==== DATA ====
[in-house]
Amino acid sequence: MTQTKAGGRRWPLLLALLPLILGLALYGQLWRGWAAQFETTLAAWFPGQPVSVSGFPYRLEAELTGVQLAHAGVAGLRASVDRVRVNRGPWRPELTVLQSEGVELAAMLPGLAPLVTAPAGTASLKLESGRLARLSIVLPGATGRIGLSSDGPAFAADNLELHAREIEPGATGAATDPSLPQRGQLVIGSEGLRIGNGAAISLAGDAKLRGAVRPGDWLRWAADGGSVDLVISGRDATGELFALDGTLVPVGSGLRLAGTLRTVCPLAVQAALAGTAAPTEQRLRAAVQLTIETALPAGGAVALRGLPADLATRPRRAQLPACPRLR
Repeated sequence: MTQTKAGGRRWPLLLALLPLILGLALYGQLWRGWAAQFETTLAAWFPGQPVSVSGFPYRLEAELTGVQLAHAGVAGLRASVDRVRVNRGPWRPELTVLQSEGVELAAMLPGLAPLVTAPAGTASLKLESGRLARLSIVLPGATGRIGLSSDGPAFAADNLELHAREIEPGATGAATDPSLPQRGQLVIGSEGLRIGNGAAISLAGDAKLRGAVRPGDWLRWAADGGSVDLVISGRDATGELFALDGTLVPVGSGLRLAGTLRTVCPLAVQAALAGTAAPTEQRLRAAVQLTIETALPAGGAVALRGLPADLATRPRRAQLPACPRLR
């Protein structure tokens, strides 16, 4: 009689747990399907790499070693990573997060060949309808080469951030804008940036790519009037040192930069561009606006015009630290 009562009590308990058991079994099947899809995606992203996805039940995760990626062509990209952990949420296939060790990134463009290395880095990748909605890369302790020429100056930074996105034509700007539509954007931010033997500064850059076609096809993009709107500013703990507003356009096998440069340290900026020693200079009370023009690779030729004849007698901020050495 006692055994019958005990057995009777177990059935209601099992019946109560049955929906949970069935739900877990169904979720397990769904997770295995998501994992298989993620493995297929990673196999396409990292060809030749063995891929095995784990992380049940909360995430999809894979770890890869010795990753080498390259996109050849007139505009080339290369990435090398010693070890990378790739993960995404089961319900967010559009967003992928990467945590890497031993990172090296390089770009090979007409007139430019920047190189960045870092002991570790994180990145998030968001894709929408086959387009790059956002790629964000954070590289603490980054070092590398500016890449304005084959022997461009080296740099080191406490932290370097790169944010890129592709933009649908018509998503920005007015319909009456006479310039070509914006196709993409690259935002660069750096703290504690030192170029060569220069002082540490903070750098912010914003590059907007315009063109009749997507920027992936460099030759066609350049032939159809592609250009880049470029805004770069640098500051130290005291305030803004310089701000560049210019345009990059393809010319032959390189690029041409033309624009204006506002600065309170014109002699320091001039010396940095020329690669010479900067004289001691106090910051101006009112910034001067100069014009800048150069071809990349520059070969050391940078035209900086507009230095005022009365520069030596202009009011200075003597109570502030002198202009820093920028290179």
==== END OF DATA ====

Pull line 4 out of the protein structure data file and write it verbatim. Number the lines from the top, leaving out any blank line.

């Protein structure tokens, strides 16, 4: 009689747990399907790499070693990573997060060949309808080469951030804008940036790519009037040192930069561009606006015009630290 009562009590308990058991079994099947899809995606992203996805039940995760990626062509990209952990949420296939060790990134463009290395880095990748909605890369302790020429100056930074996105034509700007539509954007931010033997500064850059076609096809993009709107500013703990507003356009096998440069340290900026020693200079009370023009690779030729004849007698901020050495 006692055994019958005990057995009777177990059935209601099992019946109560049955929906949970069935739900877990169904979720397990769904997770295995998501994992298989993620493995297929990673196999396409990292060809030749063995891929095995784990992380049940909360995430999809894979770890890869010795990753080498390259996109050849007139505009080339290369990435090398010693070890990378790739993960995404089961319900967010559009967003992928990467945590890497031993990172090296390089770009090979007409007139430019920047190189960045870092002991570790994180990145998030968001894709929408086959387009790059956002790629964000954070590289603490980054070092590398500016890449304005084959022997461009080296740099080191406490932290370097790169944010890129592709933009649908018509998503920005007015319909009456006479310039070509914006196709993409690259935002660069750096703290504690030192170029060569220069002082540490903070750098912010914003590059907007315009063109009749997507920027992936460099030759066609350049032939159809592609250009880049470029805004770069640098500051130290005291305030803004310089701000560049210019345009990059393809010319032959390189690029041409033309624009204006506002600065309170014109002699320091001039010396940095020329690669010479900067004289001691106090910051101006009112910034001067100069014009800048150069071809990349520059070969050391940078035209900086507009230095005022009365520069030596202009009011200075003597109570502030002198202009820093920028290179």